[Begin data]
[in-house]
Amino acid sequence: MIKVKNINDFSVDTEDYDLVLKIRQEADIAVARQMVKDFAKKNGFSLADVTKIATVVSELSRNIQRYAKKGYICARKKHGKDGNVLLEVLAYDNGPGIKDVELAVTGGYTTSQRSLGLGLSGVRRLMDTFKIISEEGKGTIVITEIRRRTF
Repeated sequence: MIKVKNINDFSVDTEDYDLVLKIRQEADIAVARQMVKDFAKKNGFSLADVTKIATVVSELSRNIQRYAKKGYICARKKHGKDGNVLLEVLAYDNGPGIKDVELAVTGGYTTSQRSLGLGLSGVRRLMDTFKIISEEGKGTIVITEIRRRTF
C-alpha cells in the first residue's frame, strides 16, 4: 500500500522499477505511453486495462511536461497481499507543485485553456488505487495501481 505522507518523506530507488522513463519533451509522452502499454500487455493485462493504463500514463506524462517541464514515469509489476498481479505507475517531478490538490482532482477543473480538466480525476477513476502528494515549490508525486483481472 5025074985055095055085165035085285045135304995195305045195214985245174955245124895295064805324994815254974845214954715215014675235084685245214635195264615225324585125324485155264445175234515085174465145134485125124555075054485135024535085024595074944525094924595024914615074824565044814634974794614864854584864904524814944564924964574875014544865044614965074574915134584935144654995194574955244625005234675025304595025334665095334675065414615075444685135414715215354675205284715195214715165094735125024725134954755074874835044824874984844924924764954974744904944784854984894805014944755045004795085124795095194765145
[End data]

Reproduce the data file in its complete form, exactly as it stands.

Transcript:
[in-house]
Amino acid sequence: MIKVKNINDFSVDTEDYDLVLKIRQEADIAVARQMVKDFAKKNGFSLADVTKIATVVSELSRNIQRYAKKGYICARKKHGKDGNVLLEVLAYDNGPGIKDVELAVTGGYTTSQRSLGLGLSGVRRLMDTFKIISEEGKGTIVITEIRRRTF
Repeated sequence: MIKVKNINDFSVDTEDYDLVLKIRQEADIAVARQMVKDFAKKNGFSLADVTKIATVVSELSRNIQRYAKKGYICARKKHGKDGNVLLEVLAYDNGPGIKDVELAVTGGYTTSQRSLGLGLSGVRRLMDTFKIISEEGKGTIVITEIRRRTF
C-alpha cells in the first residue's frame, strides 16, 4: 500500500522499477505511453486495462511536461497481499507543485485553456488505487495501481 505522507518523506530507488522513463519533451509522452502499454500487455493485462493504463500514463506524462517541464514515469509489476498481479505507475517531478490538490482532482477543473480538466480525476477513476502528494515549490508525486483481472 5025074985055095055085165035085285045135304995195305045195214985245174955245124895295064805324994815254974845214954715215014675235084685245214635195264615225324585125324485155264445175234515085174465145134485125124555075054485135024535085024595074944525094924595024914615074824565044814634974794614864854584864904524814944564924964574875014544865044614965074574915134584935144654995194574955244625005234675025304595025334665095334675065414615075444685135414715215354675205284715195214715165094735125024725134954755074874835044824874984844924924764954974744904944784854984894805014944755045004795085124795095194765145